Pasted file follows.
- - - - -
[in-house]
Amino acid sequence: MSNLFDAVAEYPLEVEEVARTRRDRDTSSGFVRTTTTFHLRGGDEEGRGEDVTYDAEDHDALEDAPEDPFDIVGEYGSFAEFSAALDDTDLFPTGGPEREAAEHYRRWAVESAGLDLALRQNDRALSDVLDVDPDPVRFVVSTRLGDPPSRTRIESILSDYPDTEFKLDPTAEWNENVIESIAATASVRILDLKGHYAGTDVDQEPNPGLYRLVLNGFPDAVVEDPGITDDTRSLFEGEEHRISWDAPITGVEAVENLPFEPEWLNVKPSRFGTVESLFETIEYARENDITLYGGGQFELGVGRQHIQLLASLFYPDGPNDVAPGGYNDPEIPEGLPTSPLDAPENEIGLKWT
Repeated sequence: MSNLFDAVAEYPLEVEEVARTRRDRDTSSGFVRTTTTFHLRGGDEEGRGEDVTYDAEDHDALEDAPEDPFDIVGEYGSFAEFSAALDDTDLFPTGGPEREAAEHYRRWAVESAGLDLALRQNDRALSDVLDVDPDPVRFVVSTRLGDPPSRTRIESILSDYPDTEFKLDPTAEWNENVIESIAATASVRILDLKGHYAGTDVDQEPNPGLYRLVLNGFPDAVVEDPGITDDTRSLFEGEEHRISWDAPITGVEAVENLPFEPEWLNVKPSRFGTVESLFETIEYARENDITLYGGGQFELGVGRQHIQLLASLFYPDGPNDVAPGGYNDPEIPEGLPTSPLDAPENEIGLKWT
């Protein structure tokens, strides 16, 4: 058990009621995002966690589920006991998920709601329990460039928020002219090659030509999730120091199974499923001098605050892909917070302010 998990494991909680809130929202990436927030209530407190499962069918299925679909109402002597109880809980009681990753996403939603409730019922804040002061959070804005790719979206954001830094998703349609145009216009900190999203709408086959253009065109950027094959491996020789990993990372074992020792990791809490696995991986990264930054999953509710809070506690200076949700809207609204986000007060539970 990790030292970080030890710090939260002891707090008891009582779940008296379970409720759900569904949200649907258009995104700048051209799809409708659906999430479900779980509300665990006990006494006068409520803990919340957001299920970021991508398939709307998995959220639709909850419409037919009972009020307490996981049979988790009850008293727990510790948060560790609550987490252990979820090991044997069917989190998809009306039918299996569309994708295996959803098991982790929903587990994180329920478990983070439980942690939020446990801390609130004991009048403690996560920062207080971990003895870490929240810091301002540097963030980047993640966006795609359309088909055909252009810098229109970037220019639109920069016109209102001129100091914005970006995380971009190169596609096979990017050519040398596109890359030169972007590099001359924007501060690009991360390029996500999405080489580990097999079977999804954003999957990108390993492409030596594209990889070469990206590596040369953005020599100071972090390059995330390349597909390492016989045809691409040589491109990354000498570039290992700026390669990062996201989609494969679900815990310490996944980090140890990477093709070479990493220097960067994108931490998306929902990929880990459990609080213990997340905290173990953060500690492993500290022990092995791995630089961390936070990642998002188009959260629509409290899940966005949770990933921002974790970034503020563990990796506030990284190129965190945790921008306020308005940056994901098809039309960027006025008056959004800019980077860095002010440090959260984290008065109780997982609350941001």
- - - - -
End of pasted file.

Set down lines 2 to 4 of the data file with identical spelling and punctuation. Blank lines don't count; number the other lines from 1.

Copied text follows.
Amino acid sequence: MSNLFDAVAEYPLEVEEVARTRRDRDTSSGFVRTTTTFHLRGGDEEGRGEDVTYDAEDHDALEDAPEDPFDIVGEYGSFAEFSAALDDTDLFPTGGPEREAAEHYRRWAVESAGLDLALRQNDRALSDVLDVDPDPVRFVVSTRLGDPPSRTRIESILSDYPDTEFKLDPTAEWNENVIESIAATASVRILDLKGHYAGTDVDQEPNPGLYRLVLNGFPDAVVEDPGITDDTRSLFEGEEHRISWDAPITGVEAVENLPFEPEWLNVKPSRFGTVESLFETIEYARENDITLYGGGQFELGVGRQHIQLLASLFYPDGPNDVAPGGYNDPEIPEGLPTSPLDAPENEIGLKWT
Repeated sequence: MSNLFDAVAEYPLEVEEVARTRRDRDTSSGFVRTTTTFHLRGGDEEGRGEDVTYDAEDHDALEDAPEDPFDIVGEYGSFAEFSAALDDTDLFPTGGPEREAAEHYRRWAVESAGLDLALRQNDRALSDVLDVDPDPVRFVVSTRLGDPPSRTRIESILSDYPDTEFKLDPTAEWNENVIESIAATASVRILDLKGHYAGTDVDQEPNPGLYRLVLNGFPDAVVEDPGITDDTRSLFEGEEHRISWDAPITGVEAVENLPFEPEWLNVKPSRFGTVESLFETIEYARENDITLYGGGQFELGVGRQHIQLLASLFYPDGPNDVAPGGYNDPEIPEGLPTSPLDAPENEIGLKWT
């Protein structure tokens, strides 16, 4: 058990009621995002966690589920006991998920709601329990460039928020002219090659030509999730120091199974499923001098605050892909917070302010 998990494991909680809130929202990436927030209530407190499962069918299925679909109402002597109880809980009681990753996403939603409730019922804040002061959070804005790719979206954001830094998703349609145009216009900190999203709408086959253009065109950027094959491996020789990993990372074992020792990791809490696995991986990264930054999953509710809070506690200076949700809207609204986000007060539970 990790030292970080030890710090939260002891707090008891009582779940008296379970409720759900569904949200649907258009995104700048051209799809409708659906999430479900779980509300665990006990006494006068409520803990919340957001299920970021991508398939709307998995959220639709909850419409037919009972009020307490996981049979988790009850008293727990510790948060560790609550987490252990979820090991044997069917989190998809009306039918299996569309994708295996959803098991982790929903587990994180329920478990983070439980942690939020446990801390609130004991009048403690996560920062207080971990003895870490929240810091301002540097963030980047993640966006795609359309088909055909252009810098229109970037220019639109920069016109209102001129100091914005970006995380971009190169596609096979990017050519040398596109890359030169972007590099001359924007501060690009991360390029996500999405080489580990097999079977999804954003999957990108390993492409030596594209990889070469990206590596040369953005020599100071972090390059995330390349597909390492016989045809691409040589491109990354000498570039290992700026390669990062996201989609494969679900815990310490996944980090140890990477093709070479990493220097960067994108931490998306929902990929880990459990609080213990997340905290173990953060500690492993500290022990092995791995630089961390936070990642998002188009959260629509409290899940966005949770990933921002974790970034503020563990990796506030990284190129965190945790921008306020308005940056994901098809039309960027006025008056959004800019980077860095002010440090959260984290008065109780997982609350941001």